Mount Pleasant South Carolina Criminal Defense Blog

Growing population of felons prompts criminal justice reforms

People in South Carolina and elsewhere face lifelong consequences when authorities convict them of felonies. Even if their sentences apply probation instead of prison time, the people experience ongoing problems with obtaining work and housing. In some states, felony records cling to 10 to 15 percent of the adult population. This burgeoning felon population nationwide has inspired some states to look at ways of reducing felony convictions after increases over the past decades caused by the reclassification of some crimes from misdemeanors to felonies.

Some proposals recommend raising the value of stolen goods that qualify for felony theft charges to reflect inflation. Other approaches to easing the lifelong burdens placed on convicted felons concern their employment and housing opportunities. A new law in one state granted them the ability to get occupational licenses, and another reform granted landlords legal immunity if they would rent homes to convicted felons.

Undercover work leads to drug raid

South Carolina police used an informant to purchase drugs on three different occasions from the same person over 13 days in November 2018. The undercover work led to a drug bust that recovered six grams of heroin, 13 grams of cocaine and over $4,000 in cash. Authorities also found a gun at an apartment where the man was found and taken into custody.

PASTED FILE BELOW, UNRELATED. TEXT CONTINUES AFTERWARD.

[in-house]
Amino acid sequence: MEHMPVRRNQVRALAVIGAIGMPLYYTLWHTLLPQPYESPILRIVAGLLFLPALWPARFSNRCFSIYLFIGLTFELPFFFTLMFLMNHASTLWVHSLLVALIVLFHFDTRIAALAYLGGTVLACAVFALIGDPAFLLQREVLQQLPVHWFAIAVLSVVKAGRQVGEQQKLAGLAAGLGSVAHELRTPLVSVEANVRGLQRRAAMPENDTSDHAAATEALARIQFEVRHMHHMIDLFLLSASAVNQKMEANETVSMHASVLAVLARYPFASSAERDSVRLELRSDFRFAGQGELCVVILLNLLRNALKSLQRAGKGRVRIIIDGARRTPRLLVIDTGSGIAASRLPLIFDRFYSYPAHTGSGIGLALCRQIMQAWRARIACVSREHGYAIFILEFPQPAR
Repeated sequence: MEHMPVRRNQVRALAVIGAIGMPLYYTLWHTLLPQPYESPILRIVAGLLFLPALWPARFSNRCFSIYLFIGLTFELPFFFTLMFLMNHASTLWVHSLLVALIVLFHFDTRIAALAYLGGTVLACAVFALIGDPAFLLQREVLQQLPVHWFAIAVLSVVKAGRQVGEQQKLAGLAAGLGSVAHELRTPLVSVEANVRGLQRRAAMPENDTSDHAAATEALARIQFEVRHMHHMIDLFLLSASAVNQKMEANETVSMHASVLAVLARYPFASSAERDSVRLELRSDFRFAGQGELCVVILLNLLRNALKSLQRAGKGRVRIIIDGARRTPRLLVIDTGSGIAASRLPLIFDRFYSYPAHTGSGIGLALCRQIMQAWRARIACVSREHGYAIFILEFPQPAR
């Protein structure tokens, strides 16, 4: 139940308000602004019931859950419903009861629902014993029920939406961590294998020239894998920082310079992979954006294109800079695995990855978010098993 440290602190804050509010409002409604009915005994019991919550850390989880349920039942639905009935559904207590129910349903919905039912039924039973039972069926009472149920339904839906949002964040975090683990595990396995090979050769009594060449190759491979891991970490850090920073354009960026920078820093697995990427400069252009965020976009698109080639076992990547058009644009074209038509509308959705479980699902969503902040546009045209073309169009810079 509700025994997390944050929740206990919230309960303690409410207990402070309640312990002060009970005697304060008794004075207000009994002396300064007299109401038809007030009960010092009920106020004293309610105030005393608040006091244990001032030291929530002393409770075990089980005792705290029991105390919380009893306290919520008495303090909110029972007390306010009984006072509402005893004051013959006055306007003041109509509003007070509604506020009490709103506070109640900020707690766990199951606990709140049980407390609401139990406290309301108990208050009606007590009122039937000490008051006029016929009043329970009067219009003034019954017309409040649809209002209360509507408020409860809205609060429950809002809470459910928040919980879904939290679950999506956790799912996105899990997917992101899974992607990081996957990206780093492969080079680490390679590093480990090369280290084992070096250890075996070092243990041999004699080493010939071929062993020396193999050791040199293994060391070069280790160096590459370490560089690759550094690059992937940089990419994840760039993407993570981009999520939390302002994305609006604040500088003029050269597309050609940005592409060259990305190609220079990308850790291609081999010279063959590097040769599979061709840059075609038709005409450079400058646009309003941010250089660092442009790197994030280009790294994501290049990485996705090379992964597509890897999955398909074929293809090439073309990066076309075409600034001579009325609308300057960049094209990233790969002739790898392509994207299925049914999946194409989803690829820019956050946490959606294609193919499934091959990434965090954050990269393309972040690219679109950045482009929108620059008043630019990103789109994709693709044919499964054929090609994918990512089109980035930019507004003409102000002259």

He faces multiple charges including two counts of possession of cocaine and three counts of possession of heroin. This is the second time that he has been charged with these crimes. The man also faces a charge of having a weapon while committing a violent crime. In addition to that raid, authorities initiated another one on Nov. 14 in Atlantic Beach that resulted in multiple people being taken into custody. During that raid, authorities found marijuana, gold and $7,500 in cash.

Police error leads to man being taken into custody